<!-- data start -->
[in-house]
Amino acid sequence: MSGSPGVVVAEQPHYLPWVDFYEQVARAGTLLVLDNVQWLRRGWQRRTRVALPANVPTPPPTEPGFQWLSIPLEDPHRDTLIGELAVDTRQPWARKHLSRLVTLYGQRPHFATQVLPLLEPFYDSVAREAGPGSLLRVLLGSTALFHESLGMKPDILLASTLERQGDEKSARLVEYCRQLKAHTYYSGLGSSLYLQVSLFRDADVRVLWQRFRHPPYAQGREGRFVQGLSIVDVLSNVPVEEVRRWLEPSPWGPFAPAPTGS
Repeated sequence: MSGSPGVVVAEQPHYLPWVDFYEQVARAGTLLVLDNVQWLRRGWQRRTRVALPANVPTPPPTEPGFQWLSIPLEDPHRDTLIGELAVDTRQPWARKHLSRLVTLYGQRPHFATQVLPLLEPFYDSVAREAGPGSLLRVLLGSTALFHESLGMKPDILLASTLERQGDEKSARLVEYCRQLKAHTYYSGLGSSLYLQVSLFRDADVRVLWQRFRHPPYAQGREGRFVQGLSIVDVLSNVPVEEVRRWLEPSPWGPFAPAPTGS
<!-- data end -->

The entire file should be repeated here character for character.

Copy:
[in-house]
Amino acid sequence: MSGSPGVVVAEQPHYLPWVDFYEQVARAGTLLVLDNVQWLRRGWQRRTRVALPANVPTPPPTEPGFQWLSIPLEDPHRDTLIGELAVDTRQPWARKHLSRLVTLYGQRPHFATQVLPLLEPFYDSVAREAGPGSLLRVLLGSTALFHESLGMKPDILLASTLERQGDEKSARLVEYCRQLKAHTYYSGLGSSLYLQVSLFRDADVRVLWQRFRHPPYAQGREGRFVQGLSIVDVLSNVPVEEVRRWLEPSPWGPFAPAPTGS
Repeated sequence: MSGSPGVVVAEQPHYLPWVDFYEQVARAGTLLVLDNVQWLRRGWQRRTRVALPANVPTPPPTEPGFQWLSIPLEDPHRDTLIGELAVDTRQPWARKHLSRLVTLYGQRPHFATQVLPLLEPFYDSVAREAGPGSLLRVLLGSTALFHESLGMKPDILLASTLERQGDEKSARLVEYCRQLKAHTYYSGLGSSLYLQVSLFRDADVRVLWQRFRHPPYAQGREGRFVQGLSIVDVLSNVPVEEVRRWLEPSPWGPFAPAPTGS